Mumbai: As kids, it was hard for anyone to comprehend that professional athletes were just normal people with athletic abilities. And as they grow up, they also think that these professional athletes are bigger than life and had everything figured out. Everyone loved them, they had tons of money and they were living the dream every day.
But after having turned professional, it has become more clear that being a professional athlete isn’t as glamorous as many think about, but a challenge and overcome the hurdle will make the difference.
Meet the Navi Mumbai player, Nikhil Poojary, he is no different. A St Augustine school pass out from Nerul, today he is a professional footballer. It is good to be there as a professional athlete, but at the same time he feels that one has to maintain his/her place there, which is challenging. The winger with Hyderabad FC has had many summers with different clubs in the country.
Born in Mangalore, Karnataka, Poojary started his career with Ryan FC in Mumbai before turning out for Mumbai FC in the AIFF Youth Leagues. And now dons the Hyderabad FC colours in the Indian Super League.
His outing with Ryan FC in the city caught the eye of Kolkata-based East Bengal, who signed him up in 2015.
Having represented East Bengal in the CFL and I-League during two seasons, Poojary returned to Maharashtra and joined Pune City.
Though injuries have halted his progress in the current season of the ISL, Poojary’s versatility still makes him one of the most important members of the squad at Hyderabad FC. Even at 25, he is a senior among the young squad at the club and will have a crucial role to play under Manuel Marquez, for the next few seasons.
Poojary, who also dons the Indian colours spoke to FPJ on his journey.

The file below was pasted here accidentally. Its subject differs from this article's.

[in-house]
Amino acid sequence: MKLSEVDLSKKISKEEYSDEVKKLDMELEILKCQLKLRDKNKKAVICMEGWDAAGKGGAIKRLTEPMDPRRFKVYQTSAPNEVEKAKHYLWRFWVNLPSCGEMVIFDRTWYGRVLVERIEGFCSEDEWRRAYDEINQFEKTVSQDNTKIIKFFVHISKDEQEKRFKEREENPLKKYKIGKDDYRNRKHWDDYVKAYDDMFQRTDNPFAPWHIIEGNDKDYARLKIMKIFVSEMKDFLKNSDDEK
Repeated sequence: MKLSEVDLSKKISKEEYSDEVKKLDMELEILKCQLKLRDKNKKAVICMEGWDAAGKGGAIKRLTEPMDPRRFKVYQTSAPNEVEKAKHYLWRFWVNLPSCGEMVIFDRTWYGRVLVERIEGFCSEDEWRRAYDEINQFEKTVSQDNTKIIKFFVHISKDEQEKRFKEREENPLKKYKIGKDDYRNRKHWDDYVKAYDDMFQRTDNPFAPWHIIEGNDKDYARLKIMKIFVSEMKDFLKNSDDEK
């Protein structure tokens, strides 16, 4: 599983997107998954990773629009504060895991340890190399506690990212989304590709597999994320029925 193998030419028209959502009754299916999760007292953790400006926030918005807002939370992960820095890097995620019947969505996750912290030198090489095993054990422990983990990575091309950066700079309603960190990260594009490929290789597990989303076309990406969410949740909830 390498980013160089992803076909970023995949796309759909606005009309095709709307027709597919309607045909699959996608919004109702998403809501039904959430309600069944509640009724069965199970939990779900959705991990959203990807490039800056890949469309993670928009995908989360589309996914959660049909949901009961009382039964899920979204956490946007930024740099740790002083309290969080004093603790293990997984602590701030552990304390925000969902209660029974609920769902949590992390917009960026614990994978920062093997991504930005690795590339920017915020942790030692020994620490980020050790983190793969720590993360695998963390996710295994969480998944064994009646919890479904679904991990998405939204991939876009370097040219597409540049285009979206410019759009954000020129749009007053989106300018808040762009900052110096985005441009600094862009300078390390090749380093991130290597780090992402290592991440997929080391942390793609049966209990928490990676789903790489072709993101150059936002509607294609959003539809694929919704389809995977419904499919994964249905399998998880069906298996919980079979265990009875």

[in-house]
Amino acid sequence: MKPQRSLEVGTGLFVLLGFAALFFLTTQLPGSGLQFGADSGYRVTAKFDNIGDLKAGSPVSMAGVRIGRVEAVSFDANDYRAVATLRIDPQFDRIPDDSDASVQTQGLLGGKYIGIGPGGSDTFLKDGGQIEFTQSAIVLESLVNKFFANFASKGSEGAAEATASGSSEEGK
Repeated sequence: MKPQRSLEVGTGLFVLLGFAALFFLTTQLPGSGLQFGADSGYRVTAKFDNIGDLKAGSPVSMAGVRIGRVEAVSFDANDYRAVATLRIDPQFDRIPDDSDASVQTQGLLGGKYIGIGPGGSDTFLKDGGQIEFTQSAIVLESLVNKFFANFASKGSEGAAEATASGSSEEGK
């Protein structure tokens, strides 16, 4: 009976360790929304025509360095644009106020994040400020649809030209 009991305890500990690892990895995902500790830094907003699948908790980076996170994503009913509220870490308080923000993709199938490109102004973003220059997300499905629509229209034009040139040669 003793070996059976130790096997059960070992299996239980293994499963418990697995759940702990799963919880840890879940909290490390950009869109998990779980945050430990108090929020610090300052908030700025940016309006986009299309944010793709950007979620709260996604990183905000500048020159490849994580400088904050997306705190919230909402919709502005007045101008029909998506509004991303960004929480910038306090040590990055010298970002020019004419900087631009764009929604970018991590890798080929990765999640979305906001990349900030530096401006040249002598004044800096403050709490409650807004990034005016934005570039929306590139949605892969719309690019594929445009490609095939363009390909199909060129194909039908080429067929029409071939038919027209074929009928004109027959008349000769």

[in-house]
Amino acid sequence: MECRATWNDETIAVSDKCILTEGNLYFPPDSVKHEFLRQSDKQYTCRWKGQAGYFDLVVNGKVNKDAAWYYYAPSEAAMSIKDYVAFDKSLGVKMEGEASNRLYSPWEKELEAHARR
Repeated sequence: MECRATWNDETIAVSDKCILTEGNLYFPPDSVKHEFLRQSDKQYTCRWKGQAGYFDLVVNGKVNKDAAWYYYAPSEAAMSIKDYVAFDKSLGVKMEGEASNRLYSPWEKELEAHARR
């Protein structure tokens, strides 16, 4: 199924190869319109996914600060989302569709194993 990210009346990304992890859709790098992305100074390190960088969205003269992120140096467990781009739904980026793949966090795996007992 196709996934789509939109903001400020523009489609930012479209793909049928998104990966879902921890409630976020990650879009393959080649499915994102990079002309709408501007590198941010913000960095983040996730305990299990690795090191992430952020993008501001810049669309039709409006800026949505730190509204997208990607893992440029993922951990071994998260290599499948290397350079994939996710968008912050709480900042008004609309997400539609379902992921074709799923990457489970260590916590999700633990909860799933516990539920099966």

Q. Did you ever think you would become a professional athlete?
No. I wanted to take part in many events, and win medals. I used to think that professional athletes different from others and they had their own way of lifestyle.
Q. Now that you are one among them. Your take?
Yes, it is good to be there. But, it is an enormous challenge and overcoming these hurdles will keep one moving on the right path.
Q what according to you are t
Q. Tells us about your early life and family
A: I hail from Navi Mumbai, and like any other Mumbaikar, we are a middle-class family. We had modest upbringings. My Dad was the sole breadwinner back then. He gave my brother and me, everything we asked for and supported us. My Mother was our pillar of support who took care of everything at home.
Q. What has been the impact of the ISL in Indian football?
A: The ISL has had a tremendous impact on Indian football. The reason I say that is that, we have had top grounds, facilities and great coaches. It has brought with it a structure to Indian football that is sustainable and will have a positive impact on the long-term future of the sport in the country.
Q. What’s your take on the ISL, then and now?
A: Honestly, I have just started my career, but having played in the last three years the ISL has brought in a solid structure to Indian Football.
Q. At the time of the pandemic, what is your way of life?
A: It’s been difficult for everyone. It’s been a year to forget, but as an athlete, you try to do how much you can to help your family and friends in these times. And the other times you try to follow a routine so that you can keep yourself in an excellent condition.
Q. Why football? When the entire country is obsessed with cricket?
Ah, it's a choice I made quite early. It was also because of the school I went to. We'd be more focused on football and athletics rather than Cricket. Having said that, I do enjoy playing cricket.